One must seriously wonder, therefore, whether Basilides’ creatio ex nihilo is really the same doctrine as advanced by the later Church Fathers, despite the verbal similarity. Paul Blowers suggests that Basilides’ understanding of divine creation is best formulated as creatio ex Deo, given that the nothing from which the cosmic seed originates is the transcendent nothingness of God. “By the standards of a negative or apophatic theology that Gnostics too applied,” Blowers comments, “the divine being was so remote that human thinking could only conceive it as non-being” (Drama of the Divine Economy, p. 178). Along similar lines, Blake Ostler suggests that “Basilides is not expressing the concept of creatio ex nihilo but speaking of the limits of language regarding nonbeing” (“Out of Nothing,” p. 307 n. 110). Context here is decisive. Though perhaps breaking with Middle Platonic emanationism, Basiledes does not appear to be presenting divine transcendence in its Christian radicality. He is still thinking within a very Greek mindset. This raises the question: Are the archons that “create” the cosmos from the world seed divine, in some subordinate degree? If yes, then despite the assertion of creation from nothing, Basilides’ system remains within the structures of pagan religiosity. If no, then why does God need created demiurges to bring the cosmos into ordered existence? As we shall see in a forthcoming article, one of the principal purposes of the creatio ex nihilo for the Church Fathers was to support the assertion of the Creator’s direct, immediate, and continuing presence within the cosmos. The exact opposite is the case with Basilides.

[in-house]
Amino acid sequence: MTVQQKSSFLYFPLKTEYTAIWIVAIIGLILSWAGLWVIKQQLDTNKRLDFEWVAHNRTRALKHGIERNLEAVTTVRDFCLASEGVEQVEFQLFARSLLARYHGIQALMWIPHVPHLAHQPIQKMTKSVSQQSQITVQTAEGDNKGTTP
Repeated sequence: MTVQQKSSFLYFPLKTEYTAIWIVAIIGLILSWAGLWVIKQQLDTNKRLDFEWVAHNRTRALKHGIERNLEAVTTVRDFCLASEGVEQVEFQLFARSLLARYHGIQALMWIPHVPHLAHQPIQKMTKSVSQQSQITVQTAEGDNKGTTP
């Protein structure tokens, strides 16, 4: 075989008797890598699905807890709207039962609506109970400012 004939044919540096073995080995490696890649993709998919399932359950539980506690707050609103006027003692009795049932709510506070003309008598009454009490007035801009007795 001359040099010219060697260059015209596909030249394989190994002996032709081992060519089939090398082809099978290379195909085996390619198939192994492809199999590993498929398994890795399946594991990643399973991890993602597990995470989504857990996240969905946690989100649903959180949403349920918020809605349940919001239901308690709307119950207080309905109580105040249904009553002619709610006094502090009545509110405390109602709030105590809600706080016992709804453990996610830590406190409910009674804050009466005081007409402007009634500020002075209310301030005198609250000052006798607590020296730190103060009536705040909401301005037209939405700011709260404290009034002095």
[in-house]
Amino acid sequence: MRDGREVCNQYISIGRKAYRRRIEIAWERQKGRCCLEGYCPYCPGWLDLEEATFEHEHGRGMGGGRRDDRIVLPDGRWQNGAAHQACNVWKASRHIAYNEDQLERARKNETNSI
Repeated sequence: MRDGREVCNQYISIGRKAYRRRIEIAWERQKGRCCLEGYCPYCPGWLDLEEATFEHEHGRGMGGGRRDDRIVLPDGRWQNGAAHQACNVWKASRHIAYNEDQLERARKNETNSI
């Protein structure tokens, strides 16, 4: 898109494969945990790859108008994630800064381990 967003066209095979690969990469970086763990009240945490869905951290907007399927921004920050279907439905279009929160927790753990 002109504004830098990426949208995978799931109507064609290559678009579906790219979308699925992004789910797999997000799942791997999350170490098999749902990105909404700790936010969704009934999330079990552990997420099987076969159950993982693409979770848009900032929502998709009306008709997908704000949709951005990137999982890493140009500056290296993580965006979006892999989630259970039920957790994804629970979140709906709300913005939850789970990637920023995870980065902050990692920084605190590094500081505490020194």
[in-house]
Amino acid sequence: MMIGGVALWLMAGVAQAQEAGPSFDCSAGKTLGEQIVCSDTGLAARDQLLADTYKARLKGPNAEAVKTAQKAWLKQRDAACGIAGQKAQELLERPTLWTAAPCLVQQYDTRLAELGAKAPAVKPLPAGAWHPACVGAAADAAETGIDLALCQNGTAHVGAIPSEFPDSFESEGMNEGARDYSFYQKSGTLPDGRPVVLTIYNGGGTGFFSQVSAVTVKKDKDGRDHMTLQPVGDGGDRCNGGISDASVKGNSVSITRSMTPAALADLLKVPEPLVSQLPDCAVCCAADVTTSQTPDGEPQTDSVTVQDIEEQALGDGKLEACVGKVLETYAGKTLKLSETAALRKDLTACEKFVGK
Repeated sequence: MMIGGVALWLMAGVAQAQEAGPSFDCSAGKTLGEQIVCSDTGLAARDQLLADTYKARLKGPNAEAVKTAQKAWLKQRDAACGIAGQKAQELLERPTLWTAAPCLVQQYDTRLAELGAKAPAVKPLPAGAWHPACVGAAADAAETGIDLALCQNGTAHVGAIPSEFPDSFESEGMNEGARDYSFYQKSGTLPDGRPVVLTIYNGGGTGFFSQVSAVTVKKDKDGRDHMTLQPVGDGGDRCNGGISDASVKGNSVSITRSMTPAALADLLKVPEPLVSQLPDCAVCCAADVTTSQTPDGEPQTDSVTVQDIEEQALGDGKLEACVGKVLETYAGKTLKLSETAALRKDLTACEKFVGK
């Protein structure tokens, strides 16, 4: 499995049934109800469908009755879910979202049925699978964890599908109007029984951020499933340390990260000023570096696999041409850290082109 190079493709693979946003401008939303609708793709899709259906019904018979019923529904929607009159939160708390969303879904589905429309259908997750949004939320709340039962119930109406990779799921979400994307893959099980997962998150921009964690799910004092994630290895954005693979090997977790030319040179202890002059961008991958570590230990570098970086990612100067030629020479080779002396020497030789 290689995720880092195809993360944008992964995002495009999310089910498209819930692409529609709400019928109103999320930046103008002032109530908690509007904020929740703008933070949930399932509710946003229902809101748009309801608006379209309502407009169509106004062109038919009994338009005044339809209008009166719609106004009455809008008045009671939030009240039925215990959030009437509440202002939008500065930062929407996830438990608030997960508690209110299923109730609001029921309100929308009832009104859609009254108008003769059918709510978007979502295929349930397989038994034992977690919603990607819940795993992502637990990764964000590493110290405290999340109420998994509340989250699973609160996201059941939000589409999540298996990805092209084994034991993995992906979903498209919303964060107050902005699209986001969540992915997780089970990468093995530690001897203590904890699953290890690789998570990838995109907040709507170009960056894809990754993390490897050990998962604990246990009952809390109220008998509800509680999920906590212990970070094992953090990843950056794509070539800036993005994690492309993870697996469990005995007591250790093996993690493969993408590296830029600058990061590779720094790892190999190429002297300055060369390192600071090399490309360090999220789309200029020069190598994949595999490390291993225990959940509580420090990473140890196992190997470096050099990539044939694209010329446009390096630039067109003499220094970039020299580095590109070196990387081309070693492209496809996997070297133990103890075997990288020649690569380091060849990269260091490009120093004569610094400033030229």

If wish to understand why the Church authoritatively defined the creatio ex nihilo, we must look beyond the gnostics.

(Go to “From Story to Doctrine”)

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9 Responses to Creatio ex Nihilo: The Gnostic Contribution

  1. All we have of Basilides’s works exist in other Christian writings that are in opposition to Gnosticism.

    Question:
    Can we know for certain Basilides believed this?
    Can we know for certain Basilides was the first? (Supposing that his works can be lost, cannot other works be lost as well?)
    Can we know for certain Basilides’s position was accurately represented?

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    • Fr Aidan Kimel says:

      Daniel, you are right to point out that May’s thesis is dependent on a goodly amount of historical reconstruction. As far as I can tell, his reconstruction has been well received by historians; but nothing can claim “certainty” is matters like this.

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  2. Andrew says: